Last year, Mr. Ahmadinejad was invited by SIPA to speak on campus, but Mr. Bollinger withdrew the invitation when the university could not come to an agreement with the Iranians on the format of the event. Because Mr. Ahmadinejad has agreed to devote at least half of his time to answering questions from an audience of 600 students, faculty, and invited guests, Mr. Bollinger this year approved of the program. "That such a forum could not take place on a university campus in Iran today sharpens the point of what we do here," Mr. Bollinger said in a statement. This was an example of "America at its best," he said.

"A man who is directing the maiming and killing of American troops should not be given an invitation to speak at an American university," Senator McCain, a Republican of Arizona who is running for president, said in a statement.

The dean of SIPA, John Coatsworth, defended the invitation as an exercise in good citizenship. "Opportunities to hear, challenge, and learn from controversial speakers of different views are central to the education and training of students for citizenship in a shrinking and dangerous world," Mr. Coatsworth said in a statement.

A broad coalition of student groups, including Jewish groups and the college Republicans, yesterday were busy organizing a peaceful rally on Low Plaza in the center of campus for Monday. "Students are outraged, everyone's talking about it," a sophomore at Columbia, Emily Steinberger, said. A petition was also circulating yesterday among students and faculty members urging participation in a week-long boycott of classes.

Other students said they supported the university's decision to host Mr. Ahmadinejad. "This wouldn't have happened at any other institution," a junior history major at Columbia, Lydia Depillis, said. "The invitation does not represent an endorsement of his views."

Student leaders representing 12 groups, including the college's Queer Alliance and the student council, issued a statement yesterday calling the forum an "incredible opportunity for the student body to learn about world affairs and to challenge an influential and controversial figure." The student leaders met with Mr. Bollinger to express their concern that they were not given more notice of the event. Mr. Bollinger told them that the university could not publicize Mr. Ahmadinejad's appearance on campus until the details were finalized.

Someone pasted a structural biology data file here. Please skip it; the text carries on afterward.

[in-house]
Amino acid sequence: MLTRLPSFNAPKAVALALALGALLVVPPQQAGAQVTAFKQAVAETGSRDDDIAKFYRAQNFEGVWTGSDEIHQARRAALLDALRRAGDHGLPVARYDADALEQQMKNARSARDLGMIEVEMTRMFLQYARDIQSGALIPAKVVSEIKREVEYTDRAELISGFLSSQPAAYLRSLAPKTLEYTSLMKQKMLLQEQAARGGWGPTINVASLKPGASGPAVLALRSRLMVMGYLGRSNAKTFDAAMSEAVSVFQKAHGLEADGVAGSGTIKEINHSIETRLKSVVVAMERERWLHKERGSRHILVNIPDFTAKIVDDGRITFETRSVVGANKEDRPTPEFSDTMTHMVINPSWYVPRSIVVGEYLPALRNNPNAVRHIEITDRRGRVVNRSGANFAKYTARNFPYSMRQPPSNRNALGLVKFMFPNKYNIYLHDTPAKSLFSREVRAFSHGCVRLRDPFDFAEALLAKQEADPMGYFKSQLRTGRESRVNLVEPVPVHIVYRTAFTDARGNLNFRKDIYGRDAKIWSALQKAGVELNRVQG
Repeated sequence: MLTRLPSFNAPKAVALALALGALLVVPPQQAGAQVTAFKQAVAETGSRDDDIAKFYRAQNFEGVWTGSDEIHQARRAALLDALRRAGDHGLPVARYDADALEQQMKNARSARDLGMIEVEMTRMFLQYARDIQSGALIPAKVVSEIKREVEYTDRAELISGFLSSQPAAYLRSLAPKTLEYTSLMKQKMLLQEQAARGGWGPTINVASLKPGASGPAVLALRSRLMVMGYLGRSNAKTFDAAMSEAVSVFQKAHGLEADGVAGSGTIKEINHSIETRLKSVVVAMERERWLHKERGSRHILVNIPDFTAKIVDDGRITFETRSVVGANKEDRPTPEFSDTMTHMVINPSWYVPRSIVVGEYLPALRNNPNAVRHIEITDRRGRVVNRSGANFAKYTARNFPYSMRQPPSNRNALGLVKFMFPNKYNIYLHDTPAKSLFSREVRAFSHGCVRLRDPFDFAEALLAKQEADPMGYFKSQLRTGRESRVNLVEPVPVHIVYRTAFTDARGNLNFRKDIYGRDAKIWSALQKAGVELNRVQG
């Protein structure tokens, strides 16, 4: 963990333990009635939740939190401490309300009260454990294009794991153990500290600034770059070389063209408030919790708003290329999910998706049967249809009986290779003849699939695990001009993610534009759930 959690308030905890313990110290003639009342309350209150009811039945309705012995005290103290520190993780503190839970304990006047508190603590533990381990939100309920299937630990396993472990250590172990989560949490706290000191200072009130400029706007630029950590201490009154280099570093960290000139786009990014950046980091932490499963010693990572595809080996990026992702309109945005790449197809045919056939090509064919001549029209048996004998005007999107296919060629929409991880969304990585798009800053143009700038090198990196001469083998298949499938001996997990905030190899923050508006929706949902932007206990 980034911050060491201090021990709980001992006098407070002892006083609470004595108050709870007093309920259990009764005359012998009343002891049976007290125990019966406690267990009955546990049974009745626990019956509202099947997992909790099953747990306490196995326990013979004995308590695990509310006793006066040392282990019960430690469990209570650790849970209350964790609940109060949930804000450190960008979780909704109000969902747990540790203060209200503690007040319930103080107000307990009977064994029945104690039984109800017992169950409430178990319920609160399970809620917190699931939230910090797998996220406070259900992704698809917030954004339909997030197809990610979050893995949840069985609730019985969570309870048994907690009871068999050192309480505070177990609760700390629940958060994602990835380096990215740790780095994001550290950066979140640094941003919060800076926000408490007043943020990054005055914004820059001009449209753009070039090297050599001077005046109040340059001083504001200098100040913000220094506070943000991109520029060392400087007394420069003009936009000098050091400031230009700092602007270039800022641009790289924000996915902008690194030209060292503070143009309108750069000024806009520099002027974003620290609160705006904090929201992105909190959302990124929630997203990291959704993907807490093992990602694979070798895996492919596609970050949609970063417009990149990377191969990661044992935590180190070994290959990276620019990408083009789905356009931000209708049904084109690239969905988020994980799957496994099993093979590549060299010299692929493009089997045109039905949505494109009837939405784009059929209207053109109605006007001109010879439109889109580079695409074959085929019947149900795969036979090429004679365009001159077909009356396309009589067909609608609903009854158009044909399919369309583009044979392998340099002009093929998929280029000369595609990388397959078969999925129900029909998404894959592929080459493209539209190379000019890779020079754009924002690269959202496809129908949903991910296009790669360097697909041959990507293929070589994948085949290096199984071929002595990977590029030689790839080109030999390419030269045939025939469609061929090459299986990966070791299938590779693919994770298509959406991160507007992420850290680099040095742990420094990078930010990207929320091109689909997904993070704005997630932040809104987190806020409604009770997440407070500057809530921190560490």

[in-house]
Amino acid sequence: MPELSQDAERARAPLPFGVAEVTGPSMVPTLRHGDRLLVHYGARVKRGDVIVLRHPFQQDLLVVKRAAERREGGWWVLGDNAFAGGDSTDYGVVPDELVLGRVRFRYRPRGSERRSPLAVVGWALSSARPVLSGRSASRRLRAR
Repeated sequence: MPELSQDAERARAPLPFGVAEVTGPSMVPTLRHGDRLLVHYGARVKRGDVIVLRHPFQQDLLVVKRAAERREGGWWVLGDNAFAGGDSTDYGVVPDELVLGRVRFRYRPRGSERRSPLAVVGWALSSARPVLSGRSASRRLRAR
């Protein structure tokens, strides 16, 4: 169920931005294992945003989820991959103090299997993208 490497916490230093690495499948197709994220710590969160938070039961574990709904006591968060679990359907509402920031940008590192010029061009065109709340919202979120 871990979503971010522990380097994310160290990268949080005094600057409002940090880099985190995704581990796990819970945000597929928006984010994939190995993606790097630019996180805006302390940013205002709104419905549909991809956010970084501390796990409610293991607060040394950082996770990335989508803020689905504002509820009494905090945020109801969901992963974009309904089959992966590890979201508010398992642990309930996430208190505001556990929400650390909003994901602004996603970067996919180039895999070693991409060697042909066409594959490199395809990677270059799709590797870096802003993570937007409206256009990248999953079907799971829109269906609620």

"It is a very embarrassing moment," a professor who is the co-coordinator of Scholars for Peace in the Middle East at Columbia, Awi Federgruen, said. "The university doesn't need to provide a platform to anybody regardless of how repugnant and absurd they are." The executive vice chairman of the Conference of Presidents of Major American Jewish Organizations, Malcolm Hoenlein, said Columbia's invitation smacked of hypocrisy. "Iran is having the largest brain drain in history because he makes life intolerable for academics. For those reasons alone he ought not to be invited to a campus," Mr. Hoenlein said.

"Last year, Columbia almost made the same mistake," the national director of the Anti-Defamation League, Abraham Foxman, said in a statement. "Ahmadinejad didn't get better since then. He's gotten worse." The ADL yesterday called on the university to reconsider an invitation that it said was "inappropriate and a perversion of the concept of freedom of speech."

All 600 tickets to hear Mr. Ahmadinejad speak were distributed online in less than an hour on Wednesday on a first come, first served basis. Some students immediately started selling their tickets on to the highest bidder. "The only debate that Ahmadinejad is interested in is over the veracity of the Holocaust, nuclear anarchy, the survival of Israel, and liberal rights, even in academia," a junior at Columbia who was selling his ticket on Craigslist, said. "I'm not interested in these debates. I'm selling my seat."